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'How Dare You Put Our Lives at Risk': Pennsylvania Democrat Brian Sims Rips GOP Members for 'Coverup' of Positive COVID-19 Tests
Brian Sims, a Democratic representative in the Pennsylvania legislature, ranted in a Facebook Live video that went viral about the hypocrisy of Republican lawmakers who are pushing to reopen the state even though one of their members had a positive COVID-19 test.
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By Linda Lacina
World Health Organization officials today announced the launch of the WHO Foundation, a legally separate body that will help expand the agency's donor base and allow it to take donations from the general public.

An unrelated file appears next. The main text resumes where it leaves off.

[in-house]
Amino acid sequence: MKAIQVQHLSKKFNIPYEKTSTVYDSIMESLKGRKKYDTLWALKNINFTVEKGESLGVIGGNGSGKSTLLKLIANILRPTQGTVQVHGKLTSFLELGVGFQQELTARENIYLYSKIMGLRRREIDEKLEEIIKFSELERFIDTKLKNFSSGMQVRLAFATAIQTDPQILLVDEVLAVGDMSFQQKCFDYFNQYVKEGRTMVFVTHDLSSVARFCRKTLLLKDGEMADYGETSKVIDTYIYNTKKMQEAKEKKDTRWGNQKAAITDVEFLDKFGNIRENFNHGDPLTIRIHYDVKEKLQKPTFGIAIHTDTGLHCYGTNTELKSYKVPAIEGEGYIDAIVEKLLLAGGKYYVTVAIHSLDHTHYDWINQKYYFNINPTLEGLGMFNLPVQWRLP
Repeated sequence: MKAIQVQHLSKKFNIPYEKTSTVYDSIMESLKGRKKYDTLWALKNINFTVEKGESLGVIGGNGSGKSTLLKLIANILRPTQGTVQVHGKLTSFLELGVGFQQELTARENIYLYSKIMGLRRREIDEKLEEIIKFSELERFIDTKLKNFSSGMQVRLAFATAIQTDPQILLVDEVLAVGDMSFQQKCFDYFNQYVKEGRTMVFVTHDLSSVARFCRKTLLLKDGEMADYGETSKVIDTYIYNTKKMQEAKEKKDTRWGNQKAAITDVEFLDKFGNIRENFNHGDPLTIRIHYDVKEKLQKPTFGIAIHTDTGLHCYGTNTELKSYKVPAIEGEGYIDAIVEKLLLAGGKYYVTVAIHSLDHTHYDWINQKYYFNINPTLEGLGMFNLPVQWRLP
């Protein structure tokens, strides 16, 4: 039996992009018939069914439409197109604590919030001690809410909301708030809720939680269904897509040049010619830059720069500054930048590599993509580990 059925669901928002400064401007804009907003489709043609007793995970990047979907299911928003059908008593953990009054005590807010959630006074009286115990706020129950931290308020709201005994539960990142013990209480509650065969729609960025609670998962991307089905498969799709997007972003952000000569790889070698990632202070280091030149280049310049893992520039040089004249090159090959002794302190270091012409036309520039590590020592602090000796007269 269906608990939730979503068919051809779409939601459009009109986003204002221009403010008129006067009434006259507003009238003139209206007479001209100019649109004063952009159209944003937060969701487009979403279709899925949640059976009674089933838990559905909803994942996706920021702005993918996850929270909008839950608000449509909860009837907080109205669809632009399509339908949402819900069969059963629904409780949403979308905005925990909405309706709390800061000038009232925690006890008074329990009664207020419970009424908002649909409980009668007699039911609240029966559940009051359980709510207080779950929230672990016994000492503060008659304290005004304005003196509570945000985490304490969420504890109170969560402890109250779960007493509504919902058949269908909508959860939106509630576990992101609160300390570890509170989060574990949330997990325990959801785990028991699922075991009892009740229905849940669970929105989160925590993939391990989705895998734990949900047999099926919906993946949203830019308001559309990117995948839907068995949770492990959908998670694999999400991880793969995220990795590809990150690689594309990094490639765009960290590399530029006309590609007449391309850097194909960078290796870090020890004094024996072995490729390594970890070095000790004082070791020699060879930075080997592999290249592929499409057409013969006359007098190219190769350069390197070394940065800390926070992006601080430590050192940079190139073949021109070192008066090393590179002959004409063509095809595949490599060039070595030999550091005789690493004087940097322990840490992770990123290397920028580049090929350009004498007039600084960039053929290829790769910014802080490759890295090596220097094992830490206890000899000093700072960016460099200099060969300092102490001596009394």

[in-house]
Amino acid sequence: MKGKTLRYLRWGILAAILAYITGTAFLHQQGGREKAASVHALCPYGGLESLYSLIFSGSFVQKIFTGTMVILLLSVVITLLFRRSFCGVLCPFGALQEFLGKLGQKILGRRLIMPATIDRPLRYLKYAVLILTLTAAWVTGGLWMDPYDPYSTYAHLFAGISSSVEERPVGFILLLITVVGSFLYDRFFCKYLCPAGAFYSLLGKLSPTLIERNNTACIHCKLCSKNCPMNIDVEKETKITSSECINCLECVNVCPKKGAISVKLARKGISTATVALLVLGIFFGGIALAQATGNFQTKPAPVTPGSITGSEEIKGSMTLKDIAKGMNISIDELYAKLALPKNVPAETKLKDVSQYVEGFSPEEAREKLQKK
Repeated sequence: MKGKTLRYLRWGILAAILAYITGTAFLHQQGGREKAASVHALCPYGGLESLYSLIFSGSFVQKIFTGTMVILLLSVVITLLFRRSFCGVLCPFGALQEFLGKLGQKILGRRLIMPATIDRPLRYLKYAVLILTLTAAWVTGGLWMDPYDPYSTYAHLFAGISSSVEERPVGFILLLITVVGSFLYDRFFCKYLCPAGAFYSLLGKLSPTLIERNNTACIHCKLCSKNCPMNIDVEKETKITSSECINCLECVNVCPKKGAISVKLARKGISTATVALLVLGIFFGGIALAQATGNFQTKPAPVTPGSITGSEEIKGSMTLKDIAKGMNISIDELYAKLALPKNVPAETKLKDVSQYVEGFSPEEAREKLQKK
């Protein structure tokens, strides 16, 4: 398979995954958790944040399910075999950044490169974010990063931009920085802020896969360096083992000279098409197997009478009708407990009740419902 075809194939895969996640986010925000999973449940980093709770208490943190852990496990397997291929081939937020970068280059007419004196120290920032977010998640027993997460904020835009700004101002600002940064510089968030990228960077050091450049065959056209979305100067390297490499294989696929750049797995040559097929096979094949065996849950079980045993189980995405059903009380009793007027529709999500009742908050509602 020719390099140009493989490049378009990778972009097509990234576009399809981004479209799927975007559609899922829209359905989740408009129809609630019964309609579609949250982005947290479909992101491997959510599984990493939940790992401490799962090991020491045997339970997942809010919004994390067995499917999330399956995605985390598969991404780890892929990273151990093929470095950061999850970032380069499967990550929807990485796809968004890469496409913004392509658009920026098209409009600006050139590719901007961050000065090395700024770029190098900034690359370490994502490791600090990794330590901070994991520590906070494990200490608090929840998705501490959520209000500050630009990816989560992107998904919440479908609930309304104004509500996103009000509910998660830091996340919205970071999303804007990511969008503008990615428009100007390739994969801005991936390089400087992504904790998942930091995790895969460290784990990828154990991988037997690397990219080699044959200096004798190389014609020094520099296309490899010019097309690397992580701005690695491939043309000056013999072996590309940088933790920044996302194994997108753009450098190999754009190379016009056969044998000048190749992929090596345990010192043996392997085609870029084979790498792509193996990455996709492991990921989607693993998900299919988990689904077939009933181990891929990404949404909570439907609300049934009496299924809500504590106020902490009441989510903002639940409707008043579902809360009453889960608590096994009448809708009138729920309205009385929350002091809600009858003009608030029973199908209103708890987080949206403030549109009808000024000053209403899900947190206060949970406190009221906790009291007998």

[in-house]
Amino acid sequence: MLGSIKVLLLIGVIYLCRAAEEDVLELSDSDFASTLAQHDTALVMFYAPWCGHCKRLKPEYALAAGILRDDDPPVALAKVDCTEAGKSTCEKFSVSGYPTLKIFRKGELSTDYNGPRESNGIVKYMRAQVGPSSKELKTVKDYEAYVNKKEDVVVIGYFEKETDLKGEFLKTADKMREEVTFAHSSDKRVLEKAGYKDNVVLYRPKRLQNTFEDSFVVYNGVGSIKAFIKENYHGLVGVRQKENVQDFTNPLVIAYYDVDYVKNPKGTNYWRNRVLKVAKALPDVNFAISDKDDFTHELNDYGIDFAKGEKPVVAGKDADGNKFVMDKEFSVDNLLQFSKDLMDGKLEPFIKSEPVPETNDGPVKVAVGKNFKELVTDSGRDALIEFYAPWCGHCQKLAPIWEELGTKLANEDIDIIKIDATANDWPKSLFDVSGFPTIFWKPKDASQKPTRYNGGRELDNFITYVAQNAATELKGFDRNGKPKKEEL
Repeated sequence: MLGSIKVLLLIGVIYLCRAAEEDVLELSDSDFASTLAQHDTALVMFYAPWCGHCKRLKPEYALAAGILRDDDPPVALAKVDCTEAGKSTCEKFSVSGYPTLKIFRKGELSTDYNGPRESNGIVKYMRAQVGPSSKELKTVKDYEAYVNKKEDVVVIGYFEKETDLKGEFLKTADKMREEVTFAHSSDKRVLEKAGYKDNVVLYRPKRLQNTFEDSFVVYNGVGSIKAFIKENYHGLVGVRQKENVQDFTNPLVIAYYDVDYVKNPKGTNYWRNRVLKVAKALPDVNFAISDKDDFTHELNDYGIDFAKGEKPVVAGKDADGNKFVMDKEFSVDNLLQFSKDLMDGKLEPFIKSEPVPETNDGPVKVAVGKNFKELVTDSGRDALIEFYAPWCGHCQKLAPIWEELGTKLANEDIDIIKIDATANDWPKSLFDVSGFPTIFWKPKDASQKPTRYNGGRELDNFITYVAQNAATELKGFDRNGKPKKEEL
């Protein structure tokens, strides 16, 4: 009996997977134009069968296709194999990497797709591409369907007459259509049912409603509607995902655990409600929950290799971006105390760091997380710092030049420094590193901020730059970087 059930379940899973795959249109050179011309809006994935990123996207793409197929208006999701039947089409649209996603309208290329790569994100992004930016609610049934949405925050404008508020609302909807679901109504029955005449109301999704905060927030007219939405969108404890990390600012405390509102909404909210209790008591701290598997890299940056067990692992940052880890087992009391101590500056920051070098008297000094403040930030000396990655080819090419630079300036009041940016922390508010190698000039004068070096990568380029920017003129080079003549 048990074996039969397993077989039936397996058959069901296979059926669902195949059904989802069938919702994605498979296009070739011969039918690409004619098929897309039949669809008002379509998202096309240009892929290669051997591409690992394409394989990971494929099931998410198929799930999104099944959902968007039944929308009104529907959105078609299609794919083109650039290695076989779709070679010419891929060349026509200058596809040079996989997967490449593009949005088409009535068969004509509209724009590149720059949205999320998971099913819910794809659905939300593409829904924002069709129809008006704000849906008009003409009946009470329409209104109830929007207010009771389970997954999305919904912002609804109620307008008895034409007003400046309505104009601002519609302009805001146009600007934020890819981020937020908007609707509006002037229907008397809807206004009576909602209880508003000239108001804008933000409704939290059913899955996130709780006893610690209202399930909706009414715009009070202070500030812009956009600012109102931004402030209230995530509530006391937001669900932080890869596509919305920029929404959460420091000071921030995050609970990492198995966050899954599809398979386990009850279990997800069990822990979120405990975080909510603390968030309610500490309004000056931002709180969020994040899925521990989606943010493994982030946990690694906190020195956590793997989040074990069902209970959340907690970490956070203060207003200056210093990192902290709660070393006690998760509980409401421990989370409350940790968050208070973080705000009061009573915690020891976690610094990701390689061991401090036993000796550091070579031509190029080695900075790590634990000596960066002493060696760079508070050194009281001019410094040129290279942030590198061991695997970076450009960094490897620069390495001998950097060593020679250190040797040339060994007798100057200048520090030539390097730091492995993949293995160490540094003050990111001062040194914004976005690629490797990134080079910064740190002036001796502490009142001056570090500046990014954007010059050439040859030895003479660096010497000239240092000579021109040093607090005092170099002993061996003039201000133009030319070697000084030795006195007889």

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Henry J. Kaiser Family Foundation
By Nicholas Joyce
The coronavirus has resulted in stress, anxiety and fear – symptoms that might motivate a person to see a therapist. Because of social distancing, however, in-person sessions are less possible. For many, this has raised the prospect of online therapy. For clients in need of warmth and reassurance, could this work? Studies and my experience suggests it does.